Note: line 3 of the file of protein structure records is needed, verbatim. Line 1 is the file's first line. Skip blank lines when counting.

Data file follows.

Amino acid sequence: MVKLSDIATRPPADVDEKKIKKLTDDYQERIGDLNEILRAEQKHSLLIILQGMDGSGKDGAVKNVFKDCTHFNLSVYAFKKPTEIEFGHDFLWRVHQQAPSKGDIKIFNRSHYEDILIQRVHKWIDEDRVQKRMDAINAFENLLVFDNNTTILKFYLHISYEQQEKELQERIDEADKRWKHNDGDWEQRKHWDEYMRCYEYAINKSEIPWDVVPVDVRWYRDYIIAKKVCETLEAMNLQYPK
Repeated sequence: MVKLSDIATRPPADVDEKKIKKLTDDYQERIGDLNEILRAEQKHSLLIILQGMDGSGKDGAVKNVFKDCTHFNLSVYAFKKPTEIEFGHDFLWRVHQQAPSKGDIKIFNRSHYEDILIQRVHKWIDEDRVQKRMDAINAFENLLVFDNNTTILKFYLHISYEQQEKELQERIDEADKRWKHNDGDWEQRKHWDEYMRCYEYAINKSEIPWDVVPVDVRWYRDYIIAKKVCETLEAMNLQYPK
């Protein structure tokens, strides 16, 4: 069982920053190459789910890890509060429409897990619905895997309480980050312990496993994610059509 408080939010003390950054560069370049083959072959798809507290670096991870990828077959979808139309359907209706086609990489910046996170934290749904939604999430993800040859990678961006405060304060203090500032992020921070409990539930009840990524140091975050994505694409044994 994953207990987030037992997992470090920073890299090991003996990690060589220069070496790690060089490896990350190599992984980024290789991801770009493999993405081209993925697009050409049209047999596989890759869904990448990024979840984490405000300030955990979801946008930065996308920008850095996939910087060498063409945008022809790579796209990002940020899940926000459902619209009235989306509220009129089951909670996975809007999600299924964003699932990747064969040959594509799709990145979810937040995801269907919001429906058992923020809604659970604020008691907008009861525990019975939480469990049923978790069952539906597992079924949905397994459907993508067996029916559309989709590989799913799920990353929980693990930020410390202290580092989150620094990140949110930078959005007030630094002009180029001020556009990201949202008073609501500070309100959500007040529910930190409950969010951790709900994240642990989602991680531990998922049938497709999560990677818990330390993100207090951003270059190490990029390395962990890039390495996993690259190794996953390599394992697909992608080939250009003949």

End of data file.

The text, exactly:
């Protein structure tokens, strides 16, 4: 069982920053190459789910890890509060429409897990619905895997309480980050312990496993994610059509 408080939010003390950054560069370049083959072959798809507290670096991870990828077959979808139309359907209706086609990489910046996170934290749904939604999430993800040859990678961006405060304060203090500032992020921070409990539930009840990524140091975050994505694409044994 994953207990987030037992997992470090920073890299090991003996990690060589220069070496790690060089490896990350190599992984980024290789991801770009493999993405081209993925697009050409049209047999596989890759869904990448990024979840984490405000300030955990979801946008930065996308920008850095996939910087060498063409945008022809790579796209990002940020899940926000459902619209009235989306509220009129089951909670996975809007999600299924964003699932990747064969040959594509799709990145979810937040995801269907919001429906058992923020809604659970604020008691907008009861525990019975939480469990049923978790069952539906597992079924949905397994459907993508067996029916559309989709590989799913799920990353929980693990930020410390202290580092989150620094990140949110930078959005007030630094002009180029001020556009990201949202008073609501500070309100959500007040529910930190409950969010951790709900994240642990989602991680531990998922049938497709999560990677818990330390993100207090951003270059190490990029390395962990890039390495996993690259190794996953390599394992697909992608080939250009003949």